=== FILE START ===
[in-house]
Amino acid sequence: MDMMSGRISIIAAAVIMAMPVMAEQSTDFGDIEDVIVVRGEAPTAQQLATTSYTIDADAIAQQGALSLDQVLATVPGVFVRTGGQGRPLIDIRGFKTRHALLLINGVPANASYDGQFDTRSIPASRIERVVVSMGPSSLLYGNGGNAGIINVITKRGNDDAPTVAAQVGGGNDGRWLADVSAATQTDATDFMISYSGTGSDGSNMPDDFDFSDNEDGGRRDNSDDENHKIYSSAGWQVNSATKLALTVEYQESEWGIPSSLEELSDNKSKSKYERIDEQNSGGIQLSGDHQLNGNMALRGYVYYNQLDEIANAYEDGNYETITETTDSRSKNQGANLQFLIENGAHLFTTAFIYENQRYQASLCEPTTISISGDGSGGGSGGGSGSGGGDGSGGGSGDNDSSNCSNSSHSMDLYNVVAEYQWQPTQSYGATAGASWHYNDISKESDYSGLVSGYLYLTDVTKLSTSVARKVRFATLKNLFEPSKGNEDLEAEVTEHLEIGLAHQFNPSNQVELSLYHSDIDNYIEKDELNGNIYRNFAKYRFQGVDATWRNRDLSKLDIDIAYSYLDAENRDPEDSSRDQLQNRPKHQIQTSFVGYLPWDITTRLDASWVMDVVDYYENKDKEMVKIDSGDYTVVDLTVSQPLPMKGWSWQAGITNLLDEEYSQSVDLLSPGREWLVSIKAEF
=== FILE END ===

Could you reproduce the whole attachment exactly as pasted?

[in-house]
Amino acid sequence: MDMMSGRISIIAAAVIMAMPVMAEQSTDFGDIEDVIVVRGEAPTAQQLATTSYTIDADAIAQQGALSLDQVLATVPGVFVRTGGQGRPLIDIRGFKTRHALLLINGVPANASYDGQFDTRSIPASRIERVVVSMGPSSLLYGNGGNAGIINVITKRGNDDAPTVAAQVGGGNDGRWLADVSAATQTDATDFMISYSGTGSDGSNMPDDFDFSDNEDGGRRDNSDDENHKIYSSAGWQVNSATKLALTVEYQESEWGIPSSLEELSDNKSKSKYERIDEQNSGGIQLSGDHQLNGNMALRGYVYYNQLDEIANAYEDGNYETITETTDSRSKNQGANLQFLIENGAHLFTTAFIYENQRYQASLCEPTTISISGDGSGGGSGGGSGSGGGDGSGGGSGDNDSSNCSNSSHSMDLYNVVAEYQWQPTQSYGATAGASWHYNDISKESDYSGLVSGYLYLTDVTKLSTSVARKVRFATLKNLFEPSKGNEDLEAEVTEHLEIGLAHQFNPSNQVELSLYHSDIDNYIEKDELNGNIYRNFAKYRFQGVDATWRNRDLSKLDIDIAYSYLDAENRDPEDSSRDQLQNRPKHQIQTSFVGYLPWDITTRLDASWVMDVVDYYENKDKEMVKIDSGDYTVVDLTVSQPLPMKGWSWQAGITNLLDEEYSQSVDLLSPGREWLVSIKAEF